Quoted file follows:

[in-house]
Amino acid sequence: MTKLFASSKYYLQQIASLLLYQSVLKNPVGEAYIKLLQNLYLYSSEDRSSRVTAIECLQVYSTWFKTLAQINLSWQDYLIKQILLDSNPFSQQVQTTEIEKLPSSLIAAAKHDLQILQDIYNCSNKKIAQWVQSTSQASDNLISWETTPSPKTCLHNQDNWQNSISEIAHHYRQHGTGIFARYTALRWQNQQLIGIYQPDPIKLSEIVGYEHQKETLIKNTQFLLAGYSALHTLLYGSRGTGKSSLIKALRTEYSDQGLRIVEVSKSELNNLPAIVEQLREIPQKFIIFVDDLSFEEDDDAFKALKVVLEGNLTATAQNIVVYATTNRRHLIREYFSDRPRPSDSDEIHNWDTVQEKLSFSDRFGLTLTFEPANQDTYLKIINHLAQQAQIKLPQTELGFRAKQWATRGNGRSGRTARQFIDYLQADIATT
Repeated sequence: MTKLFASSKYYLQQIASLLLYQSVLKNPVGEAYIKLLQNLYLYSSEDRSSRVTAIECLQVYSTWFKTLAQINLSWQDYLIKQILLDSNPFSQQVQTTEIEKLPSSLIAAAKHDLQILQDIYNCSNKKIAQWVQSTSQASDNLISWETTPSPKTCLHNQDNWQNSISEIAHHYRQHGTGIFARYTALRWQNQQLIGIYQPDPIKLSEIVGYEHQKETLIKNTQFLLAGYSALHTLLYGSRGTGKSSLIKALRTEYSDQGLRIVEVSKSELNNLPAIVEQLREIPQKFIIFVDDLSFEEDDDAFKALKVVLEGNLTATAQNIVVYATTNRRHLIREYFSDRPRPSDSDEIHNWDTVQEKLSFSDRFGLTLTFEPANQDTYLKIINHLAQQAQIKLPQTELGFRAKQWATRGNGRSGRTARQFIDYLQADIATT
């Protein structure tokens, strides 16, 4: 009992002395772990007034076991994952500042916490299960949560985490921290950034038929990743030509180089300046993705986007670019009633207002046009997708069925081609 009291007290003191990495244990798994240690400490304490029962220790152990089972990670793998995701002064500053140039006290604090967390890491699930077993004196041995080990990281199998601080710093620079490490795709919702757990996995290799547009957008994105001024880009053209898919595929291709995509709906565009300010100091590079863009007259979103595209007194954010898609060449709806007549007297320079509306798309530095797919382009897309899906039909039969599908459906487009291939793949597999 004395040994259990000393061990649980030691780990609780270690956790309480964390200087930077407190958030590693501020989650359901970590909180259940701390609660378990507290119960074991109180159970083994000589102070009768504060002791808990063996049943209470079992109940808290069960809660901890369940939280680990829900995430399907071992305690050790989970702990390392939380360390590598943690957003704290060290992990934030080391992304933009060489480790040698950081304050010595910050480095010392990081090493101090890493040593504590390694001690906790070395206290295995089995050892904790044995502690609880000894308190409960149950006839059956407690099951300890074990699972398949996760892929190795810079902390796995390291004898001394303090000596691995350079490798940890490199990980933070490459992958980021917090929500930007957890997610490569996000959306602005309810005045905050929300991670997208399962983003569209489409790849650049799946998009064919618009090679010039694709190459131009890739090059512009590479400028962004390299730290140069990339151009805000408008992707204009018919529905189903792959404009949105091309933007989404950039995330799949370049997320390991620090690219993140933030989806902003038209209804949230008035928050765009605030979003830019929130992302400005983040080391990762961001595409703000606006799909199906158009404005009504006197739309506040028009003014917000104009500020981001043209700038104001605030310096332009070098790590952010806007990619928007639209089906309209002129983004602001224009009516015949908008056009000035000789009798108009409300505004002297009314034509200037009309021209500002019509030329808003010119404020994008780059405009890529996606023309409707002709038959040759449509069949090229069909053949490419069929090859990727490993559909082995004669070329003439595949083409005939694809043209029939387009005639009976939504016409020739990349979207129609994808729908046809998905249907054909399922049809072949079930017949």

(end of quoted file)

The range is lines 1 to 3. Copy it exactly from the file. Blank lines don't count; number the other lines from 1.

[in-house]
Amino acid sequence: MTKLFASSKYYLQQIASLLLYQSVLKNPVGEAYIKLLQNLYLYSSEDRSSRVTAIECLQVYSTWFKTLAQINLSWQDYLIKQILLDSNPFSQQVQTTEIEKLPSSLIAAAKHDLQILQDIYNCSNKKIAQWVQSTSQASDNLISWETTPSPKTCLHNQDNWQNSISEIAHHYRQHGTGIFARYTALRWQNQQLIGIYQPDPIKLSEIVGYEHQKETLIKNTQFLLAGYSALHTLLYGSRGTGKSSLIKALRTEYSDQGLRIVEVSKSELNNLPAIVEQLREIPQKFIIFVDDLSFEEDDDAFKALKVVLEGNLTATAQNIVVYATTNRRHLIREYFSDRPRPSDSDEIHNWDTVQEKLSFSDRFGLTLTFEPANQDTYLKIINHLAQQAQIKLPQTELGFRAKQWATRGNGRSGRTARQFIDYLQADIATT
Repeated sequence: MTKLFASSKYYLQQIASLLLYQSVLKNPVGEAYIKLLQNLYLYSSEDRSSRVTAIECLQVYSTWFKTLAQINLSWQDYLIKQILLDSNPFSQQVQTTEIEKLPSSLIAAAKHDLQILQDIYNCSNKKIAQWVQSTSQASDNLISWETTPSPKTCLHNQDNWQNSISEIAHHYRQHGTGIFARYTALRWQNQQLIGIYQPDPIKLSEIVGYEHQKETLIKNTQFLLAGYSALHTLLYGSRGTGKSSLIKALRTEYSDQGLRIVEVSKSELNNLPAIVEQLREIPQKFIIFVDDLSFEEDDDAFKALKVVLEGNLTATAQNIVVYATTNRRHLIREYFSDRPRPSDSDEIHNWDTVQEKLSFSDRFGLTLTFEPANQDTYLKIINHLAQQAQIKLPQTELGFRAKQWATRGNGRSGRTARQFIDYLQADIATT